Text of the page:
I came across the obituary for Jim “Patches” Watson by accident. At work earlier this month I was filing photos that had accumulated over several years in and on my desk. One of them was of Patches.
It had been several years since I had last seen him, sometime in the late 1990s. He was living in Columbus at the time with his wife, Lynda, who worked at Cummins Engine Co. He later moved to Florida, and I lost touch with him.
I wanted to put something on the back of the photo that would provide some of his background, but I was having difficulty remembering some of the particulars in his life.
I Googled his name, adding Navy SEAL at the end to narrow the search. His obituary was at the top of the list. He had died Oct. 26. I read the obituary and a long list of comments that followed it.
I went on to read some of the other stories in the directory. They told of his five tours in Vietnam, of his having been one of the original members of the Navy SEALs, of the two books he had written about his experiences in 11 years with the clandestine operations forces, of the 16 combat decorations (including four Bronze Stars) he had been awarded.
Patches was the real thing. Funny thing is, I had my doubts about him from our first meeting. That was back in 1996, a couple of years after he had moved to Columbus.
He had come to my office to talk about a visit he had made the month before to Vietnam. It was during that conversation that he talked about some of his activities while with the SEALs during the war.
“Mostly snatches,” I recall him saying in a matter-of-fact voice. “We’d grab key figures in order to extract information.”
He added that sometimes people were killed during these operations.
The return visit to Vietnam struck me as a little strange. Even though 20 years had passed since the end of the war, it seemed that memories still would have been fresh among the Vietnamese and not everyone would extend a warm welcome to someone who had snatched their countrymen.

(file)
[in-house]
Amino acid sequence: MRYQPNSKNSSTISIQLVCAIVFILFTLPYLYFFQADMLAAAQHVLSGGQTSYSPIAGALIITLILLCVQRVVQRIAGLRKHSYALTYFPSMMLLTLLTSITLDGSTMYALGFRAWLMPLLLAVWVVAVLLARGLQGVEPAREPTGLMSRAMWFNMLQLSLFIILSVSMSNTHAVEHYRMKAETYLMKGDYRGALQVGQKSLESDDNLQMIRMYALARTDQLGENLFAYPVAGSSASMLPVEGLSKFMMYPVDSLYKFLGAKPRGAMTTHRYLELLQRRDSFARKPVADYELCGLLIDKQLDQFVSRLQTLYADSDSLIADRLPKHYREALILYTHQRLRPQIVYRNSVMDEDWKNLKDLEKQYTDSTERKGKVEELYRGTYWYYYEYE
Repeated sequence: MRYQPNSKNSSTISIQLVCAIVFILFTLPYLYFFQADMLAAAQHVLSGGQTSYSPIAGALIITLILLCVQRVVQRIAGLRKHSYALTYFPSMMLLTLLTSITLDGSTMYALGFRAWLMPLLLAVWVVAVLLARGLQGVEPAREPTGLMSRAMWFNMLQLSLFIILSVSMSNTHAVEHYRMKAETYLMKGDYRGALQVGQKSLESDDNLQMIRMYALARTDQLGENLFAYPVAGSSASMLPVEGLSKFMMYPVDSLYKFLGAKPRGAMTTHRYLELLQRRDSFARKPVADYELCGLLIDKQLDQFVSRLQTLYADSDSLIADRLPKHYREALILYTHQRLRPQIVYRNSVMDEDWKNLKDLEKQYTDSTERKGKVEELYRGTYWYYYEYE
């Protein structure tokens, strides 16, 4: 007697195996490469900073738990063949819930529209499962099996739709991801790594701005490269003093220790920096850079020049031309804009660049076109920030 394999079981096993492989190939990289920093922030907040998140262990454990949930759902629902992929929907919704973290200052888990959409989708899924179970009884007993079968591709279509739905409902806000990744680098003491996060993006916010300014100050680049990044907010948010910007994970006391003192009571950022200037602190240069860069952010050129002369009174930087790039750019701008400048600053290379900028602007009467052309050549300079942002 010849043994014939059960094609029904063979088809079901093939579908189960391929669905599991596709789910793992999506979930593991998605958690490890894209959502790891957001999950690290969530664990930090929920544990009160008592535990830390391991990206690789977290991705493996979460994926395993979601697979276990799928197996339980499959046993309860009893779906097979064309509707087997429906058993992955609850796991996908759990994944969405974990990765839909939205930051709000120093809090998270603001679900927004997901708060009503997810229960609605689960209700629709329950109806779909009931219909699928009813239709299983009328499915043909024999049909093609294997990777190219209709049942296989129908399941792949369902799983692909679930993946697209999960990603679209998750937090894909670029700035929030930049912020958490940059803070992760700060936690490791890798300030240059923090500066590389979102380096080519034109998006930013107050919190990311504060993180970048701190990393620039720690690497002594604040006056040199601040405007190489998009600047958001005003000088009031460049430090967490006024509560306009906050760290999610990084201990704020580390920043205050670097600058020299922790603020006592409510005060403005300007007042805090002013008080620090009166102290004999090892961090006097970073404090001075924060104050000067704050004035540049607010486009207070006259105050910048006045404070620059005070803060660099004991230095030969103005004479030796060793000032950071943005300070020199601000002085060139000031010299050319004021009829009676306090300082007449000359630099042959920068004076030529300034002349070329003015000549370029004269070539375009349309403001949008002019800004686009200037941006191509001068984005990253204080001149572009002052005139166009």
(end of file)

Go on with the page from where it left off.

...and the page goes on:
I asked him about that, and he told me a story of a meeting with a former general in the North Vietnamese army.
“He said that they (the Vietnamese) were aware of a special unit that didn’t fight according to American convention. This unit operated in small squads and struck at night. The only thing they knew about them was that they were men in green faces.”
After hearing that story, the former SEAL leaned over and whispered in the general’s ear, “Sir, I was one of those men with green faces.”
At that the general’s jaw dropped, but instead of striking out at his former enemy the Vietnamese officer talked with him soldier to soldier. He even asked about the fate of a fellow soldier. Ironically, Patches was familiar with the soldier. He was one of the targets for snatching, but the mission went awry when a firefight broke out, and the soldier was killed. “I told him (the general) that we had buried him near a river.”
I’m not sure when Patches left Columbus, but it wasn’t long after that column about his visit appeared in The Republic.
I hadn’t thought about him until our family was on a vacation in the Fort Pierce, Fla., area. On one of our side trips we came across signs advertising the Navy SEAL museum and stopped in for a visit.
As we went through the exhibits we came across photos and stories relating to Jim Watson. We learned that he was the former curator for the museum and was one of those who got it started.
The stories that he had told me, the ones I had never really been sure about, were true. He even served as the model for the point man in the Dick Marcinko “Rogue Warrior” book series.
I asked one of the tour guides if Jim ever stopped by the museum, and he told me that we had missed seeing him by only a few minutes. I left a note for him with the tour guide, but I never heard anything back.
That’s all right. I had found out that Jim “Patches” Watson was the real thing.
Harry McCawley is the former associate editor of The Republic. He can be reached at firstname.lastname@example.org.